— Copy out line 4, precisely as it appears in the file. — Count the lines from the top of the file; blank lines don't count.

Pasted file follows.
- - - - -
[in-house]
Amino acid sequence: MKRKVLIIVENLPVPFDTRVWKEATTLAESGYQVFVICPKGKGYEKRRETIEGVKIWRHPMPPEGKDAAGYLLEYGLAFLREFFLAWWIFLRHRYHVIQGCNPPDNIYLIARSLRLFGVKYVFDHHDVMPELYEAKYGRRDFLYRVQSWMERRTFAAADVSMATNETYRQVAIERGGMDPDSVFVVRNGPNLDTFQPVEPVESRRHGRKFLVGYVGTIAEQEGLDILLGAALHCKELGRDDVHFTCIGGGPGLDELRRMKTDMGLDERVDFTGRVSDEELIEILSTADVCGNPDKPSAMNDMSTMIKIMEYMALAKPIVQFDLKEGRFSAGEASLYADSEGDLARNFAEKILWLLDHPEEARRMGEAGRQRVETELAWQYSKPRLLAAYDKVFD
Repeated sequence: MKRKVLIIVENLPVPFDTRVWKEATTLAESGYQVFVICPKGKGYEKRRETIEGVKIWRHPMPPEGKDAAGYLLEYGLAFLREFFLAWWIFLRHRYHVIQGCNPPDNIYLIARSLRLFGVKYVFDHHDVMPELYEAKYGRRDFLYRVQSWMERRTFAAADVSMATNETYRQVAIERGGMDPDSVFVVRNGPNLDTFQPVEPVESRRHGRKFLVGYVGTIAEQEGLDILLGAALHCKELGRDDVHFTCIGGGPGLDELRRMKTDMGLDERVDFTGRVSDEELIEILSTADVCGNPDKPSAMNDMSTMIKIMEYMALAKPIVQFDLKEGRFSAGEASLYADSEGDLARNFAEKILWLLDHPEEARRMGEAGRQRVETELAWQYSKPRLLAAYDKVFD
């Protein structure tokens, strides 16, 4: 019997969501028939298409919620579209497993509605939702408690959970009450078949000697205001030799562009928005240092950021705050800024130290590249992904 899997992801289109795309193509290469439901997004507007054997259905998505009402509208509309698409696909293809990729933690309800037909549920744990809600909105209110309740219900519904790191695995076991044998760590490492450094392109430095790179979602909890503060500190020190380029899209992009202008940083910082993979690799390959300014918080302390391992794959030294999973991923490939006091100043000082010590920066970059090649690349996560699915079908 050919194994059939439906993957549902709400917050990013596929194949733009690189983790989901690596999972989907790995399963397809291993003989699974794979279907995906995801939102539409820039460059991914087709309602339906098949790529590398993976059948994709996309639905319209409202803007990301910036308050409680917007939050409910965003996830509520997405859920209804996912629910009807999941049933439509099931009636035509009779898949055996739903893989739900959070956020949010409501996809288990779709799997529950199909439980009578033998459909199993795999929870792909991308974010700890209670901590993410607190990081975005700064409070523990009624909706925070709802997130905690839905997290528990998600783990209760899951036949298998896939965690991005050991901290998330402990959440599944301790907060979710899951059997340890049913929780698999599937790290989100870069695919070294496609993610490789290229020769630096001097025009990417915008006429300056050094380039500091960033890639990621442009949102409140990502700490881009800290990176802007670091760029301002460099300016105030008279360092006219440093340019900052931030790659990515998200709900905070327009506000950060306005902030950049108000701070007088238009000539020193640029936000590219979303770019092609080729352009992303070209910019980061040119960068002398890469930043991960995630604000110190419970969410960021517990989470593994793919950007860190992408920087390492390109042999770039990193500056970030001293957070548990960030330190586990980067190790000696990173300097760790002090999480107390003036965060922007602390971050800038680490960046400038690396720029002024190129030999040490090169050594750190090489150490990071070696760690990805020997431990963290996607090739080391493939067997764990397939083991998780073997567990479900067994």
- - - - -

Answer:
């Protein structure tokens, strides 16, 4: 019997969501028939298409919620579209497993509605939702408690959970009450078949000697205001030799562009928005240092950021705050800024130290590249992904 899997992801289109795309193509290469439901997004507007054997259905998505009402509208509309698409696909293809990729933690309800037909549920744990809600909105209110309740219900519904790191695995076991044998760590490492450094392109430095790179979602909890503060500190020190380029899209992009202008940083910082993979690799390959300014918080302390391992794959030294999973991923490939006091100043000082010590920066970059090649690349996560699915079908 050919194994059939439906993957549902709400917050990013596929194949733009690189983790989901690596999972989907790995399963397809291993003989699974794979279907995906995801939102539409820039460059991914087709309602339906098949790529590398993976059948994709996309639905319209409202803007990301910036308050409680917007939050409910965003996830509520997405859920209804996912629910009807999941049933439509099931009636035509009779898949055996739903893989739900959070956020949010409501996809288990779709799997529950199909439980009578033998459909199993795999929870792909991308974010700890209670901590993410607190990081975005700064409070523990009624909706925070709802997130905690839905997290528990998600783990209760899951036949298998896939965690991005050991901290998330402990959440599944301790907060979710899951059997340890049913929780698999599937790290989100870069695919070294496609993610490789290229020769630096001097025009990417915008006429300056050094380039500091960033890639990621442009949102409140990502700490881009800290990176802007670091760029301002460099300016105030008279360092006219440093340019900052931030790659990515998200709900905070327009506000950060306005902030950049108000701070007088238009000539020193640029936000590219979303770019092609080729352009992303070209910019980061040119960068002398890469930043991960995630604000110190419970969410960021517990989470593994793919950007860190992408920087390492390109042999770039990193500056970030001293957070548990960030330190586990980067190790000696990173300097760790002090999480107390003036965060922007602390971050800038680490960046400038690396720029002024190129030999040490090169050594750190090489150490990071070696760690990805020997431990963290996607090739080391493939067997764990397939083991998780073997567990479900067994």